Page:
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Harper's Encyclopedia of United States History (ed. Benson Lossing) 10 2 Browse Search
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Harper's Encyclopedia of United States History (ed. Benson Lossing), Arkansas, (search)
d in Arkansas, which, with Mississippi, constituted a military district. A new constitution was framed by a convention at Little Rock, Jan. 7, 1868, and was ratified by a small majority in March. On June 22, Congress declared Arkansas entitled to representation in that body, and the administration of the government was transferred to the civil authority. Population in 1890, 1,125,385; in 1900, 1,311,564. Territorial Governors of Arkansas.  Term of Office. James Miller1819 to 1825 George Izard1825 to 1829 John Pope1829 to 1835 William S. Fulton1835 to 1836 State Governors of Arkansas. James S. Conway1836 to 1840 Archibald Yell1840 to 1844 Samuel Adams1844 Thomas S. Drew1844 to 1848 John S. Roane1848 to 1852 Elias N. Conway1852 to 1860 Henry M. Rector1860 to 1862 Harris Flanagin1862 to 1864 Isaac Murphy1864 to 1868 Powell Clayton1868 to 1871 Orzo H. Hadley1871 to 1872 Elisha Baxter1872 to 1874 Augustus H. Garland1874 to 1876 Wm. R. Miller1877 to 1881 Thos. J. C
nction of Outard Creek and the Chateaugay, where Hampton encamped and was overtaken by his artillery. De Salaberry was encamped with a force about 1,000 strong, and Sir George Prevost and General De Watteville were within buglecall. Hampton resolved to dislodge De Salaberry, and sent a force under Col. Robert Purdy on the evening of Oct. 25 to force a ford and fall upon the British rear. Purdy lost his way in a hemlock swamp. Meanwhile Hampton put 3,500 of his men in motion under Gen. George Izard, who moved to the attack at two o'clock in the afternoon. De Salaberry came out with a few Canadians and Indians, but finding overwhelming numbers in front of him he fell back to his intrenched camp. Firing was now heard on the other side of the river. Purdy, who had neglected to post pickets, had been surprised, his troops flying to the river. Several of his officers and men swam across, and bore alarming news of a heavy force approaching. Instead of such a force approaching, tho
Harper's Encyclopedia of United States History (ed. Benson Lossing), Ives, Halsey Cooley 1846- (search)
Ives, Halsey Cooley 1846- Artist; born in Montour Falls, N. Y., Oct. 27, 1846; studied art; was chief of the art department of the World's Columbian Exposition; and Professor of Drawing and George Izard. Design, and Director of the Museum and School of Fine Arts in Washington University.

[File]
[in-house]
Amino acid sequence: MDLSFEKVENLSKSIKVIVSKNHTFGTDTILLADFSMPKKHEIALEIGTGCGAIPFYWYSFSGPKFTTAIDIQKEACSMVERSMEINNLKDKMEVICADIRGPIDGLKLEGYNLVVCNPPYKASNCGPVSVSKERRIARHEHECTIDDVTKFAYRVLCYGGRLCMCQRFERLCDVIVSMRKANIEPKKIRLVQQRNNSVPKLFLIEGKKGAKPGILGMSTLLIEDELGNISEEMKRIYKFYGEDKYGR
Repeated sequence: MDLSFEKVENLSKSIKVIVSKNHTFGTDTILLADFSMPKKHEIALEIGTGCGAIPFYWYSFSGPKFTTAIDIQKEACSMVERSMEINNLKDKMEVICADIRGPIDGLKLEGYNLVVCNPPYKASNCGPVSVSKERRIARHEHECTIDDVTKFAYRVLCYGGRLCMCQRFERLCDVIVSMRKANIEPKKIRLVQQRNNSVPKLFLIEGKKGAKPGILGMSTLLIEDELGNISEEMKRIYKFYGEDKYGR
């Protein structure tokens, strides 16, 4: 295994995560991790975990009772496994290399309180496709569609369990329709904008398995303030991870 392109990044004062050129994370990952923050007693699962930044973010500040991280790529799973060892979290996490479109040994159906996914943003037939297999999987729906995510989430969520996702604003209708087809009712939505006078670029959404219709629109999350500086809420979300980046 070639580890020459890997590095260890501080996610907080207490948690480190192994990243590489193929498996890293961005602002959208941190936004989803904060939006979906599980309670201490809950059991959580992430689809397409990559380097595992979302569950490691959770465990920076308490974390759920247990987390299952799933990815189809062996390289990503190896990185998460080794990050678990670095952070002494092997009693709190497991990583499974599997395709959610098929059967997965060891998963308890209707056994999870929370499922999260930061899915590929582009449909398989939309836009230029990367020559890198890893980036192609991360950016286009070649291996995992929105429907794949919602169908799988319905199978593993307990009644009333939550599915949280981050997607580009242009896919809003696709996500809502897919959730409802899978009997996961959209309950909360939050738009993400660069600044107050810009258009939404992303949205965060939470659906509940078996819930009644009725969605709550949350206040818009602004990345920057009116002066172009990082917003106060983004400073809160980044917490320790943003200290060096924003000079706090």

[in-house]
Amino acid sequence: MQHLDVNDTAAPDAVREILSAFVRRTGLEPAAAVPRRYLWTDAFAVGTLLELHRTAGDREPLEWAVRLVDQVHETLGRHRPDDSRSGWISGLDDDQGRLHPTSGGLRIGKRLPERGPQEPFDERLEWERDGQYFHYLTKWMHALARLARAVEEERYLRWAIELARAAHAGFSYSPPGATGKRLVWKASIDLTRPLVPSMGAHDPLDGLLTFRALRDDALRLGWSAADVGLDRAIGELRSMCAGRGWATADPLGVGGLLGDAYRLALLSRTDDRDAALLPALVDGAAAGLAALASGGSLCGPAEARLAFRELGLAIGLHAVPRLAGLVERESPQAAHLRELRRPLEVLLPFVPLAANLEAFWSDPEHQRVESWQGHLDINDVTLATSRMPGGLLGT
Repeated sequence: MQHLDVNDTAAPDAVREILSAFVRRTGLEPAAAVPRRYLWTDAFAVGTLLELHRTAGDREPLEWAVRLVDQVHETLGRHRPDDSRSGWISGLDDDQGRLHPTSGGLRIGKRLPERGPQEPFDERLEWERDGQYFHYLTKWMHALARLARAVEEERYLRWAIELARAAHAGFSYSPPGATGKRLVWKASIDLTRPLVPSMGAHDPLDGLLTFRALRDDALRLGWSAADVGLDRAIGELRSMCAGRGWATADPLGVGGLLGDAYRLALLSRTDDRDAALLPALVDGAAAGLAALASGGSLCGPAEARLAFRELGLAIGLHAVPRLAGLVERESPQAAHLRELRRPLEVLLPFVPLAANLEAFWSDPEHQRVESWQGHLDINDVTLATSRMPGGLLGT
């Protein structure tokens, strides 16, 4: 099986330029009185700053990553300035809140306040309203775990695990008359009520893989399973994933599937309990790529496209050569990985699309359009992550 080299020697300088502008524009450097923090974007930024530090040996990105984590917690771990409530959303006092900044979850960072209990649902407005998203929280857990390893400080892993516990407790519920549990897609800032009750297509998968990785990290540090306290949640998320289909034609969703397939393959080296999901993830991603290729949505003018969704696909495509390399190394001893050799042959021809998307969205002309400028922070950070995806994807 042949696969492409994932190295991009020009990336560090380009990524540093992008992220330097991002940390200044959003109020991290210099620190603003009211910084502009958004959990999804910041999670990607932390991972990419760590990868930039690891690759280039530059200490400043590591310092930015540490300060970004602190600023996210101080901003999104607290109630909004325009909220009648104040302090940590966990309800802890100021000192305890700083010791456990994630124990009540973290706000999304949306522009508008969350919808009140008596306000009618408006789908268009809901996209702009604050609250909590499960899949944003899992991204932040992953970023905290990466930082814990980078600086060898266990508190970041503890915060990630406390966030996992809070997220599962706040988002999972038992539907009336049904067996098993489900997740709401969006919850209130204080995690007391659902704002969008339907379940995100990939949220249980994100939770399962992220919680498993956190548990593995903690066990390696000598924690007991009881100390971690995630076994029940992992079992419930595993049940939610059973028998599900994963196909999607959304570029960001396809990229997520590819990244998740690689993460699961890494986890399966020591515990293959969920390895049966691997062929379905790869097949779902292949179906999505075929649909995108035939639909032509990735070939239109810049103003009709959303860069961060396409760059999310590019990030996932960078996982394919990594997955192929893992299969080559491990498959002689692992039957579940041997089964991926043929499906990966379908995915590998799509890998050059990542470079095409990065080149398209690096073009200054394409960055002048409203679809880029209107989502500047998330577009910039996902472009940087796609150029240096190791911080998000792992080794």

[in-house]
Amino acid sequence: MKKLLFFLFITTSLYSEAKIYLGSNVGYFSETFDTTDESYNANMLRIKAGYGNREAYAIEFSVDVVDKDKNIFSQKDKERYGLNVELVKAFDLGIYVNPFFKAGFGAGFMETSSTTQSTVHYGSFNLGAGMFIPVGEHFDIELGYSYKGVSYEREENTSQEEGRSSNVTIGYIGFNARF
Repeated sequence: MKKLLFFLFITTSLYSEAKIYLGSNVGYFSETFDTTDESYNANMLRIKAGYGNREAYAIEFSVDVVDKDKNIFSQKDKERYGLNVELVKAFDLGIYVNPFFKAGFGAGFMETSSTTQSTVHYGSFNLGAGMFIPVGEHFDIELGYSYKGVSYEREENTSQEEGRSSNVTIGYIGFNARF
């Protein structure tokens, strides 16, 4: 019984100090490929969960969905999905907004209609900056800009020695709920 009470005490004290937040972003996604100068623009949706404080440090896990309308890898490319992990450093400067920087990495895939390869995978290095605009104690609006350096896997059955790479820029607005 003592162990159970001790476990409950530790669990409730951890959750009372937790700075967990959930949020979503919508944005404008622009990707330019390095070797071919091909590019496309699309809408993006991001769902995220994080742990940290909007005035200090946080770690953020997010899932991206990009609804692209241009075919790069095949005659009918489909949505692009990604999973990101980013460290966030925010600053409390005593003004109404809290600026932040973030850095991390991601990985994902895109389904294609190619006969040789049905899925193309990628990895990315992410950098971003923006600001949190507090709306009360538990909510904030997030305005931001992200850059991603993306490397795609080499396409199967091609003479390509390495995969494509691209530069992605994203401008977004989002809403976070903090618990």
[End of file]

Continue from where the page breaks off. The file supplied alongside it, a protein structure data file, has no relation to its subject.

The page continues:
Harper's Encyclopedia of United States History (ed. Benson Lossing), Izard, George 1777-1828 (search)
Izard, George 1777-1828 Military officer; born in South Carolina in 1777; son of Ralph Izard. Having finished his education and Graves of the 11th Ohio battery-men. made a tour in Europe, he entered the United States army, in 1794, as lieutenant of artillery. He was appointed aide to General Hamilton in 1799; resigned in 1803; commissioned colonel of artillery in the spring of 1812; and promoted to brigadier-general in March, 1813. He was in command on Lake Champlain and on the Niagara frontier, in 1814, with the rank of major-general. From 1825 until his death he was governor of Arkansas Territory. Early in September, 1814, he moved towards Sackett's Harbor, under the direction of the Secretary of War, with about 4,000 troops, where he received a despatch from General Brown at Fort Erie, Sept. 10, urging him to move on to his support, as he had not more than 2,000 effective men. The first division of Izard's troops arrived at Lewiston on Oct. 5. He moved up to Black Rock
Harper's Encyclopedia of United States History (ed. Benson Lossing), War of 1812, (search)
Wasp captures the British brig Atlanta......Sept. 21, 1814 Gallant fight of the privateer, the General Armstrong, with the British 74-gun shipof-the-line, the Plantagenet, in the harbor of Fayal, one of the Azores......Sept. 26, 1814 Gen. George Izard, on the Niagara frontier, moves on Chippewa with a force of 6,000 men......Oct. 13, 1814 General Izard, after a skirmish with the British near Chippewa, Oct. 19, retires to the Niagara River, opposite Black Rock......Oct. 21, 1814 ForGeneral Izard, after a skirmish with the British near Chippewa, Oct. 19, retires to the Niagara River, opposite Black Rock......Oct. 21, 1814 Fort Erie abandoned and blown up by the United States troops......Nov. 5, 1814 British approach New Orleans......Dec. 22, 1814 General Jackson attacks the command of General Keane on Villereas plantation, about 9 miles below the city, and checks its advance on the night of......Dec. 23, 1814 He intrenches about 7 miles below the city......Dec. 24, 1814 [His line, extending at right angles to the river, reached to a cypress swamp about 1 1/2 miles distant, and was protected by rudely co